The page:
I have quite a few friends who discovered Supernatural after season 2, and they’ve yet to go back and jump into all the goodness of those first 44 episodes.  I’ve had to field quite a few questions from them after last night’s amazing installment, which dug deep into the mythology of the show and answered some questions that fans have been pondering since season 1.  Not only did we learn that Mary came from a family of demon hunters, but we also learned why she apologized to Sam in “Home,” and why she recognized the Yellow-Eyed Demon in “All Hell Breaks Loose.”  I wish I could say I was ahead of the curve and predicted that Mary was a hunter long ago, but it’s obvious Eric Kripke is smarter than I am.  I didn’t see the revelation coming at all, which is why my mind is still reeling from the big twist.

The shocks in last night’s episode were fantastic, but I’m still a little confused about the time travel element.  Castiel told Dean (Jensen Ackles) that he was seeing what had happened in the past, but some things wouldn’t have played out the same way had Dean not been there.  For example, Mary wouldn’t have discovered that the YED was going after her friend, and wouldn’t have gone to confront him without Dean passing on the information.  The question is, did the past events always involve Dean, or did they simply come to pass differently the first time around?  I’m assuming it’s the latter, since the Jeffrey Dean Morgan version of John likely would have found it strange that his son grew up to look like some guy he met in 1973.  As Castiel explained, the events were destined to happen no matter what, so Dean’s interference couldn’t have changed anything.

That confusion aside, I’m now convinced more than ever that Supernatural is ultimately building to an epic confrontation between Sam and Dean.  Sam (Jared Padalecki) is secretly spending his nights with a demon, Dean is becoming awfully chatty with an angel, and Azazel’s ultimate endgame has yet to be revealed.  I don’t see this ending very well.  Both Sam and Dean think they’re doing the right thing and following the correct path, but I’m betting one of them is being tricked into something that will change their relationship forever.  I’m guessing it’s Sam who will ultimately fall prey to the dark side, and then he and Dean can have their Luke-Vader battle to the death.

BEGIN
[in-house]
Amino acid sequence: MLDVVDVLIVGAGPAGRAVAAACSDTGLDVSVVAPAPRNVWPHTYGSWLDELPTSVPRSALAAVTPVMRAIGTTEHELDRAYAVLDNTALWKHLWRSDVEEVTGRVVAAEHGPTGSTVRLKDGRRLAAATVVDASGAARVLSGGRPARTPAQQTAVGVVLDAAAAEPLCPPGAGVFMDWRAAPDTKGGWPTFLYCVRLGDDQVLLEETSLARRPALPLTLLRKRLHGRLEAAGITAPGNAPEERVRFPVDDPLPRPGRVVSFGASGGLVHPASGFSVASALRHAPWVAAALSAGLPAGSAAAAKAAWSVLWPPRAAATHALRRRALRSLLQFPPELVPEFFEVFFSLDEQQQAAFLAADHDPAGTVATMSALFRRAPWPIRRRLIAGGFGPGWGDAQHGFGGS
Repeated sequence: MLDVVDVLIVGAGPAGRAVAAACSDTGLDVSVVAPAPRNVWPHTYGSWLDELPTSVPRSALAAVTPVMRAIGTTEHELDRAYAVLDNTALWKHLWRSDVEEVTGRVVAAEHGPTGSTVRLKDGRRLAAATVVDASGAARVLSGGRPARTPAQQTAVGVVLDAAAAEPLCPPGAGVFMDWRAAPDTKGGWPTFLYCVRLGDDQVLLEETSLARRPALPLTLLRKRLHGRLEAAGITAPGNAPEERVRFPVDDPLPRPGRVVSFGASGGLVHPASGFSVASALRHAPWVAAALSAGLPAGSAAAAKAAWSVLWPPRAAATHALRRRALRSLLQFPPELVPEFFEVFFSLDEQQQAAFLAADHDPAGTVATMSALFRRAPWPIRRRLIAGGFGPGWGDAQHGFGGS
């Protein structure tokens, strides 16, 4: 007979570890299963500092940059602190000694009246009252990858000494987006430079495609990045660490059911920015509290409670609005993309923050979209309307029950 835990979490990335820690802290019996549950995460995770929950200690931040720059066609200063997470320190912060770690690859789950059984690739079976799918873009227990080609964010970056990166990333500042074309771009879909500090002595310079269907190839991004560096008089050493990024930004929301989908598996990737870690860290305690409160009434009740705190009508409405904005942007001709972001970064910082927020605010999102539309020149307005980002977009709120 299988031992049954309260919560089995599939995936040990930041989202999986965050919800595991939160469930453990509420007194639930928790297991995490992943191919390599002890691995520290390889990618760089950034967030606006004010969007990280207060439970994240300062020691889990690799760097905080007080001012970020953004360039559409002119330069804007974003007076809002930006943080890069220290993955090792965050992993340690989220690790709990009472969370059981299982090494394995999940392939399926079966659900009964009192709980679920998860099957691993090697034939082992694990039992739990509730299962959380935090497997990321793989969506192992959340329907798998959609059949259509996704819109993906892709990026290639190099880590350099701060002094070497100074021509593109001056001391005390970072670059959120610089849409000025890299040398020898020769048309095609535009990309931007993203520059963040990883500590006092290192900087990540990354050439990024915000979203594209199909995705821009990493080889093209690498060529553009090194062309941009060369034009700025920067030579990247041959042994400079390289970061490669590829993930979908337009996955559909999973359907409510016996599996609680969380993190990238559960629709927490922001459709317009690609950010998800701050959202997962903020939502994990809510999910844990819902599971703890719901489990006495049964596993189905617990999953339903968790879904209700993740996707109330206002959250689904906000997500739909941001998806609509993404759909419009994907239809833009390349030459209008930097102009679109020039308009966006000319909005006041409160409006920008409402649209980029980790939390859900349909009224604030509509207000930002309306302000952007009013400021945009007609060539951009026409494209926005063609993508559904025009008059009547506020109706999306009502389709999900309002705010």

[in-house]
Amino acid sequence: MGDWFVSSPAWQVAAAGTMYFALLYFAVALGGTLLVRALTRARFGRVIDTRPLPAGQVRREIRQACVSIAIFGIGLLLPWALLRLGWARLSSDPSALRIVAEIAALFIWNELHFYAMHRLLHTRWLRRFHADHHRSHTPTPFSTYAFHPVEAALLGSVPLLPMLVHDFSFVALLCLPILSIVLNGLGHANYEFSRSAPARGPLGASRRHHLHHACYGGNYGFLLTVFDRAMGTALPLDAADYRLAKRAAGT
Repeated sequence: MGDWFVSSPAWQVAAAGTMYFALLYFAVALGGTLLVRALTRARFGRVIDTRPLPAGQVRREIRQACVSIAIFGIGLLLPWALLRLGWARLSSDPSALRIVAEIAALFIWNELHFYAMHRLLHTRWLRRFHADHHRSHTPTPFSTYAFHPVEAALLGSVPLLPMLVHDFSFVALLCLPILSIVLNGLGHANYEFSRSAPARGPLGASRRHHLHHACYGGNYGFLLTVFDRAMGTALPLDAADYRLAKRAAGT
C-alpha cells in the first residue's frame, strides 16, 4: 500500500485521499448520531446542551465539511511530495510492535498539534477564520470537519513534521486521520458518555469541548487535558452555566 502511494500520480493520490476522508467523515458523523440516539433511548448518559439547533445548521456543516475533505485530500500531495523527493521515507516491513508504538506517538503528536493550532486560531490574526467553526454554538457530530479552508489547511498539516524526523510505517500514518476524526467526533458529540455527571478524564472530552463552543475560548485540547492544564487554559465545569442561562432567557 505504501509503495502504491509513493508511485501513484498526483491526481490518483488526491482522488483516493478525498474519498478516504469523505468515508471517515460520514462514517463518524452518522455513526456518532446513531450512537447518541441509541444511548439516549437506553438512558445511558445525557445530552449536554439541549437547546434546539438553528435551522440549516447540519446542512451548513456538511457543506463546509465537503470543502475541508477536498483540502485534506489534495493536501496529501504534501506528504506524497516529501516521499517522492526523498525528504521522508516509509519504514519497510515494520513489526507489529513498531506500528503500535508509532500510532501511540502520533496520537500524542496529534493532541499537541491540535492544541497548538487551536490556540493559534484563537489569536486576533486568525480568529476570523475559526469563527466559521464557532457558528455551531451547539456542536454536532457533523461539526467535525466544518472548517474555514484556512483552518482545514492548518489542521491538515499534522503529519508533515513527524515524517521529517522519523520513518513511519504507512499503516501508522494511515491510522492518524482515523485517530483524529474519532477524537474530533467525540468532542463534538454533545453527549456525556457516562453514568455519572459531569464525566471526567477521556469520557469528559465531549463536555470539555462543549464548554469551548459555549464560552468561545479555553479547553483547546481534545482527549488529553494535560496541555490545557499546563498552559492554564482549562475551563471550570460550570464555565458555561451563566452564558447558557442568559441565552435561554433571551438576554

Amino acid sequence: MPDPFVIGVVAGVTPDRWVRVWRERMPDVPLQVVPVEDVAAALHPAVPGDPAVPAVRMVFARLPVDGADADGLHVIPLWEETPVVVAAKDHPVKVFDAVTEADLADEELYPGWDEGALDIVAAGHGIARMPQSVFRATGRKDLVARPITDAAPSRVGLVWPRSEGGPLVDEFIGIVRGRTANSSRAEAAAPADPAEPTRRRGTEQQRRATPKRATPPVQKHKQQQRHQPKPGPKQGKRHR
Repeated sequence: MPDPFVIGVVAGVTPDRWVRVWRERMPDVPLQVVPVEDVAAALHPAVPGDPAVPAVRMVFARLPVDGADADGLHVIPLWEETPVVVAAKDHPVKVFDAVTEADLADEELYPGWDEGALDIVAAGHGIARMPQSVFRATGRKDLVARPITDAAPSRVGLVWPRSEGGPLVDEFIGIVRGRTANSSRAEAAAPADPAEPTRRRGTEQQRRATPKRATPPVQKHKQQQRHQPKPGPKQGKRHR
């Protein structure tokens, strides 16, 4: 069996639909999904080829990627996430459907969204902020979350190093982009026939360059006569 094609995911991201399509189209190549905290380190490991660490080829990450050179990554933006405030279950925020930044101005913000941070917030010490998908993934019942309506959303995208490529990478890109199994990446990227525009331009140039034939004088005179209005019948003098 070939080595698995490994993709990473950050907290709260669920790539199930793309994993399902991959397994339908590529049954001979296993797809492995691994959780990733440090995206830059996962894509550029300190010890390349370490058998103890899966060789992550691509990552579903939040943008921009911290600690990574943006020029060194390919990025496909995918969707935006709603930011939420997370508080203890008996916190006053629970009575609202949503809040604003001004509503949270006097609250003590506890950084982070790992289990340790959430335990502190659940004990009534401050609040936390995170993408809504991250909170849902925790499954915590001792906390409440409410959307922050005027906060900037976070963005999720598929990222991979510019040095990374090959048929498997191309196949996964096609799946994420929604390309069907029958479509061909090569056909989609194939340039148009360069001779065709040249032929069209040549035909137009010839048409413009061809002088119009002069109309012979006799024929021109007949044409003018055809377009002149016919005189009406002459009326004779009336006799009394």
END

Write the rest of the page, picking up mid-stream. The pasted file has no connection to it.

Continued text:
What could Azazel’s endgame possibly be?  Aside from Lucifer walking the earth, which Lilith is already working on, I can’t think of anything bigger than raising a massive demon army.  Maybe his plan involves using Sam to help bust Lucifer out of Hell.  It’s impossible to know at this point, but I do think that Sam’s powers are going to backfire eventually.  As a wise man once said, you either die a hero or live long enough to see yourself become a villain.  I can’t shake the feeling that Sam is walking down a very dangerous path.

Aside from all the juicy answers that “In the Beginning” offered up, the thing that truly made the episode special was the casting.  Amy Gumenick made an excellent Mary Winchester (née Campbell), and her performance is even more of a revelation considering this is her first credited acting role.  Matt Cohen did an excellent job at portraying a more innocent John Winchester than we’ve ever seen before, and Mitch Pileggi stole the show as Grandpa Sam.  Pileggi perfectly embodied Sam’s toughness and paternal instincts, as well as the twisted villainy of the YED.  It’s too bad his character kicked the bucket and will likely never return.

Next week’s episode of Supernatural looks to be a monster of the week outing, but until then we can ponder the twists, turns, and crazy time travel found in “In the Beginning.”

– Don Williams, BuddyTV Staff Writer
(Image courtesy of the CW)


Staff Writer, BuddyTV